Extending lifetime is often the best option

WORLDWIDE: Years ago as part of a seminar on sustainable project development, I attended a presentation by a major bank on its striking new high-rise headquarters, claimed to be a benchmark for energy efficiency and sustainability.

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The speaker discussed the building's design and innovative features, stressing that the bank had made use of the latest, most environmentally friendly technology in materials separation and recycling when demolishing the old 1960s headquarters.

However, I once read that renovating a building generally takes 10-15 times less cumulative energy input compared with constructing a new structure for the same use. And a study by the National Trust for Historic Preservation in the US found that the energy balance between demolishing an existing office building and an energy-efficient replacement building incorporating the latest "green technologies" would still require up to 65 years to neutralise the energy lost during the demolition, even if 40% of the materials were recycled.

Wind turbines are commonly developed for a 20-year life, but a number of recent initiatives indicate that this may shift, albeit gradually, to 25 years and longer. The single biggest envisaged benefit is that this will drive down lifecycle-based costs of energy (CoE). A wider overall benefit to societies as a whole is improving the sustainability of the product and project. There are several main components in wind turbines, such as transformers and copper (ground) cables for electricity transport, that can last for over 50 years, or even as long as 100 years, as in the case of concrete towers. Spreading payback over a longer period thus positively contributes towards lowering CoE and improving project sustainability.

Initiatives to extend turbine lifetime are not new, but so far have produced mixed results. I remember meeting an official of former US wind-turbine supplier Zond at Germany's Hanover international industry fair in the mid-1990s. He proudly pointed at a new 750kW Z-750 model with an impressive integrated drive train on display and claimed it was the world's only turbine with a GL-certificate for a 30-year design life certificate. Unfortunately, the Z-750 developed major issues with key components such as gearboxes soon after its introduction and a complete redesign of the turbine was carried out. But there are other examples of turbine models that have successfully operated for over 20 years.

In the pioneering days of the wind industry, limited know-how and experience hampered progress. And huge market pressure for bigger turbines allowed insufficient time to develop lengthy experience and thus more reliable turbines. And from an owner/developer perspective, it was often considered attractive to replace older turbines well before they had reached their technical lifespan and install larger, more powerful new products.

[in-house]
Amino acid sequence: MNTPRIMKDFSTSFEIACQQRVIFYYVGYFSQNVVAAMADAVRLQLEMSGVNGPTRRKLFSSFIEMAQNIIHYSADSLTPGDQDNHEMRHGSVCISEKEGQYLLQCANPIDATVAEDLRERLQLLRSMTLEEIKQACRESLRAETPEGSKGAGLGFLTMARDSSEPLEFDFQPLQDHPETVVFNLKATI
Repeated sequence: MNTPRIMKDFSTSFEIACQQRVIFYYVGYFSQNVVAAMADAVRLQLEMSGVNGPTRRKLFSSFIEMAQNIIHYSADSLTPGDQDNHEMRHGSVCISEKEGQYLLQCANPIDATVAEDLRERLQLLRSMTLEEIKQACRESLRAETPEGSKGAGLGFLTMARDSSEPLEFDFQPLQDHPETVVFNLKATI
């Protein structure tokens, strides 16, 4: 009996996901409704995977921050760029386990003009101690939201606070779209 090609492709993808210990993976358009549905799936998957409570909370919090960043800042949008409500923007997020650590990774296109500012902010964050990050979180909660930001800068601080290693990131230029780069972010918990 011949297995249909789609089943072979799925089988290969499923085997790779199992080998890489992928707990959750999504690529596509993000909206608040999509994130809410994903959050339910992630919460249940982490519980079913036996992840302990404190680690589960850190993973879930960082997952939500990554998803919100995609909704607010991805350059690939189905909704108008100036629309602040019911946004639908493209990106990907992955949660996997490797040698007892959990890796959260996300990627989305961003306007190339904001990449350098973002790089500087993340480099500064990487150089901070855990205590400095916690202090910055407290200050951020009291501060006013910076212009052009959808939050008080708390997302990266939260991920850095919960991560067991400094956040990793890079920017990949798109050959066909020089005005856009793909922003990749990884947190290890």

Design longevity

It was not until the emergence of utility 1.5-2MW and above turbines that upscaling pressures lessened. Several volume products have now been on the market for a decade or longer in different model, with thousands in operation. The Siemens 2.3MW series, for example, has been on the market for ten years, but available rotor diameters have increased four times.

At the recent European wind conference in Denmark I spoke with a Gamesa expert responsible for a new business dedicated to turbine reconditioning and future lifetime extension to 25 or even 35 years. These turbines, he told me, can be older kilowatt-class models operating at sites with height, infrastructure or other restrictions that block repowering. They can also be more recent megawatt-scale turbines with other issues.

Lifetime extension projects typically involve a technology condition scan after around 15 years of operation, he said, which then forms the basis for a production improvement plan of additional years.

Modern wind turbines recover their cumulative energy inputs within three to eight months of electricity generation, which can be expressed as "energy payback period". This contributes to a sustainability performance figure that shows the lifecycle energy output-input ratio - called the harvest factor. So, a 20-year turbine lifetime with six-month energy payback results in a harvest factor of 20x12/6=40.

Classic-build photovoltaic panels in moderate European climate regions, lasting 25 years, with energy payback quoted in the 2.5-year range, produce a harvest factor of around 10. A building generating no "internal" power can never achieve a positive harvest factor.

Expanding turbine operating spans to 25-30 years can also boosts the harvest factor, providing that upkeep costs and turbine performance remain in line with industry expectations. This is a clear win-win situation and fits into the key role that modern wind power can and does already offer the world.

Eize de Vries is Windpower Monthly's technology and market trends consultant.

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